UPDATE: March 14, 2022: Rejecting arguments by New York agencies and LS Power, the Federal Energy Regulatory Commission on Friday unanimously approved a proposal by New York's grid operator that allows incumbent utilities to build certain transmission upgrades planned by third-party transmission developers.
In a joint statement, Commissioners Allison Clements and Mark Christie said they shared concerns raised by the New York State Public Service Commission and New York State Energy Research and Development Authority about how the decision could affect customers' electric bills.
They noted the decision won't affect any cost-allocation or cost containment protections for consumers that could emerge in upcoming proposals to revise transmission planning, cost allocation and interconnection requirements.
"Hopefully soon we'll be releasing several proposed rulemakings addressing some of these issues, including the interconnection requirements, particularly interconnection as it relates to offshore wind," FERC Chairman Richard Glick said Thursday during the CERAWeek energy conference. FERC could issue final rules by early next year, he said.
The New York Public Service Commission (NYPSC) is leading a protest asking federal regulators to reject a proposal that would give incumbent utilities a path to building certain transmission upgrades planned by third-party transmission developers.
The state grid operator's right of first refusal (ROFR) proposal, which could give utilities a new income stream, would lead to unfair rate hikes, would fail to balance consumer and shareholder interests, and thwart the Federal Energy Regulatory Commission's efforts to inject competition into the transmission process, the NYPSC said in a Tuesday filing at the commission.
Consolidated Edison Co. of New York, National Grid, New York State Electric & Gas and other transmission owners told FERC on Tuesday the proposal provides a "transparent, clear, efficient, and timely process" that puts in place their right to build transmission upgrades through the state's "public policy transmission planning process."
The New York Independent System Operator's (NYISO) ROFR proposal comes as FERC is considering revising its rules governing transmission planning. Utilities want FERC to give them the right to build transmission lines in their footprints instead of opening those projects to a bidding process.
In New York, NYISO's stakeholders were at odds over the issue, leading the grid operator to ask FERC last year to clarify whether utilities in the state have a ROFR when upgrades to their systems are included in transmission proposals from other companies.
FERC in April unanimously said utilities in New York have a ROFR, but FERC Commissioner Allison Clements warned that the details of any changes to implement the ROFR could affect the NYISO's "public policy process," a procedure for planning transmission projects needed to meet the state's energy goals.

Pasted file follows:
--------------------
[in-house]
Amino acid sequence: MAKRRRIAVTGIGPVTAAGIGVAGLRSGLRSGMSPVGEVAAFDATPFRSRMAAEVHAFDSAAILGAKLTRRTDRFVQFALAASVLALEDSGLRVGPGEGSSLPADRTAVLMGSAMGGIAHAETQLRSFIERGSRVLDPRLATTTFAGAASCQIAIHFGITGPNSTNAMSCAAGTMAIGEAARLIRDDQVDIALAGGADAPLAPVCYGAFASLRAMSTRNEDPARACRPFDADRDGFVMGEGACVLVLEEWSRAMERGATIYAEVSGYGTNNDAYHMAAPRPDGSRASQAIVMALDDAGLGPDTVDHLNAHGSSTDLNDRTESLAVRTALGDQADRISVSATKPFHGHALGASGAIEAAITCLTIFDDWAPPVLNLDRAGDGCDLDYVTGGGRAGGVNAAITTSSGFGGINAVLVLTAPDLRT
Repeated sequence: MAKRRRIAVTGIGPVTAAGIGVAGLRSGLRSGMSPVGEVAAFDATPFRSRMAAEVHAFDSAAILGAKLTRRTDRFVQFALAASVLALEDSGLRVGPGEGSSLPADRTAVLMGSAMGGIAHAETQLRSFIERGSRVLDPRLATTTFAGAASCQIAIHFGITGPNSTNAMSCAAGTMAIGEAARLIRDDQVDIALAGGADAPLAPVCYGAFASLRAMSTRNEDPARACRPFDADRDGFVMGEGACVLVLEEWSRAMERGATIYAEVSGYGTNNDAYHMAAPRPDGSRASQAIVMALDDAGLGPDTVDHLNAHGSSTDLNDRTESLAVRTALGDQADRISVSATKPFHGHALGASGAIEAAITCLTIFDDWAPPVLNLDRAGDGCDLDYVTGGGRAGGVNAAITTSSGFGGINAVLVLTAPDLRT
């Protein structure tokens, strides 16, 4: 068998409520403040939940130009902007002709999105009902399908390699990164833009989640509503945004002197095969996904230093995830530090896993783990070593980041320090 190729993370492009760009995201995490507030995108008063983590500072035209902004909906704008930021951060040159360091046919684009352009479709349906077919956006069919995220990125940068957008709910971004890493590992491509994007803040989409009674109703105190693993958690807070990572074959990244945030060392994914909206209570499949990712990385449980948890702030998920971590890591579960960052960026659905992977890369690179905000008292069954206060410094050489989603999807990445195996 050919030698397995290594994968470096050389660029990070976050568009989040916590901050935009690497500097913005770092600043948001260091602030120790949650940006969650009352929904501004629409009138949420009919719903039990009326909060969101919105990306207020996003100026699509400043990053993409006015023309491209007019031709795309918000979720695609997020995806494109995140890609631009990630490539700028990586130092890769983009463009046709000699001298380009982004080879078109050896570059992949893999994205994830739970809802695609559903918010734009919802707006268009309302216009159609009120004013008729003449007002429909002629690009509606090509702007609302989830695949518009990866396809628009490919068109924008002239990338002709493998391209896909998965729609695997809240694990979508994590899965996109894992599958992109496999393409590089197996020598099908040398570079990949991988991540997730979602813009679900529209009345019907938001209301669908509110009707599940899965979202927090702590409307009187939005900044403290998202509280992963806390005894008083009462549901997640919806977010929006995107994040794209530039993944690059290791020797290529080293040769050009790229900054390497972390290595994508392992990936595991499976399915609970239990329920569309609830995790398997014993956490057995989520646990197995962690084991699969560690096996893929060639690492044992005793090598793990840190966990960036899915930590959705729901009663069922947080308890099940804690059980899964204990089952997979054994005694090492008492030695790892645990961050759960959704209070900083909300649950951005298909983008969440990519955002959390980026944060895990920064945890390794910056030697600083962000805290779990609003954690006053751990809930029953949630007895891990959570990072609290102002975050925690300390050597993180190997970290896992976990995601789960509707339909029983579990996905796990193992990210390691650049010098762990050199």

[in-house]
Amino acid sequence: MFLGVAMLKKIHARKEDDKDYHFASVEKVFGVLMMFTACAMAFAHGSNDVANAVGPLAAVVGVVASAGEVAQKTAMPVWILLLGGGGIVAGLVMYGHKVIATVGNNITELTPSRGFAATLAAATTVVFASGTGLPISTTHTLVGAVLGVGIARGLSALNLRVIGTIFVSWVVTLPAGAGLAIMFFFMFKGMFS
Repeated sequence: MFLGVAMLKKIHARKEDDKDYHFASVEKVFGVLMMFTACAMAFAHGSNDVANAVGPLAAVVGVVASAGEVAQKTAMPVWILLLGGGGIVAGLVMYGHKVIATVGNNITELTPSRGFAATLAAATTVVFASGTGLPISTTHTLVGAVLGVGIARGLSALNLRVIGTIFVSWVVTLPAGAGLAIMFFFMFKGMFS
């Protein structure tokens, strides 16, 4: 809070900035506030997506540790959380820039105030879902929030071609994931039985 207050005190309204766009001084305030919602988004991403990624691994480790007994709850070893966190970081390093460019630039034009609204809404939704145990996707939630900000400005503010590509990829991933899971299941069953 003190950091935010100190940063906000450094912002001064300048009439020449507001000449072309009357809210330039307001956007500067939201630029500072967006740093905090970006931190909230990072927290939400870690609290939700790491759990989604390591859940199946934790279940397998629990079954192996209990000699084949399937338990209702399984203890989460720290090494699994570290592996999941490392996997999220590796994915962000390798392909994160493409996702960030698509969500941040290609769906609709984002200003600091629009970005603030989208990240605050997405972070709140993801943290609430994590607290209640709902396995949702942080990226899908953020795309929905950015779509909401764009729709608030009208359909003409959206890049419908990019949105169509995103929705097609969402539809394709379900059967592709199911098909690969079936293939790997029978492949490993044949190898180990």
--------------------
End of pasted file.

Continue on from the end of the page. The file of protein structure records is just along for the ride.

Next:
NYISO's Oct. 8 proposal to give utilities a ROFR for parts of another developer's project that are deemed transmission upgrades received only 42.4% support in one of the grid operator's committees, below the 58% threshold needed to approve a motion, the NYPSC said in a Tuesday filing at FERC.
The New York State Energy Research and Development Authority, a group of large energy users, the city of New York, Consumer Power Advocates, the Natural Resources Defense Council and the Sustainable FERC Project were part of the NYPSC's protest.
They had four main objections to the NYISO proposal.
First, it doesn't require utilities to meet cost containment pledges offered by the developers proposing the projects, they said.
Second, barring the NYISO from considering cost containment pledges for parts of a project that could be affected by a ROFR would undermine the competitive process, according to stakeholders opposing the proposal.
Third, letting transmission owners wait until the end of the public policy process to exercise a ROFR, after the winning proposals are selected, would discourage companies from taking part in the bidding process, they said.
Fourth, it is unjust for NYISO to assume a utility has triggered the ROFR if the utility doesn't formally reject it, they said.
New York's transmission owners urged FERC to approve the proposal, noting that NYISO's current rules, which lack ROFR provisions, are unjust.
Although the proposal failed to pass out of NYISO's Management Committee, the transmission owners said their ROFR rights are "fundamental" rights they considered when they agreed to turn over control of their transmission systems to the grid operator.
The proposal provides a rational process to implement the transmission owners' ROFR rights and won't interfere with the state's public policy transmission process, they said.
NYISO asked FERC to make a decision on its proposal by Dec. 16 to avoid disrupting the grid operator's ongoing public policy process.
Competition has generally worked well in New York for public policy transmission projects, according to Ari Peskoe, director of the Electricity Law Initiative at Harvard Law School.
However, the proposal marks the second recent attempt by New York transmission owners to monopolize transmission that will be built to facilitate the state's clean energy goals, Peskoe said in an email.
FERC in early September rejected a complaint and a related proposal from the New York transmission owners that they be allowed to earn a return on their investment for interconnection upgrades (EL21-66; ER21-1647).
"New York's policies are headed in the same direction, and they all point to a significant influx of clean energy over the next couple of decades," Peskoe said. "[The utilities] are trying to effectively tax clean energy policies by attempting to take a cut of the profits without any competition."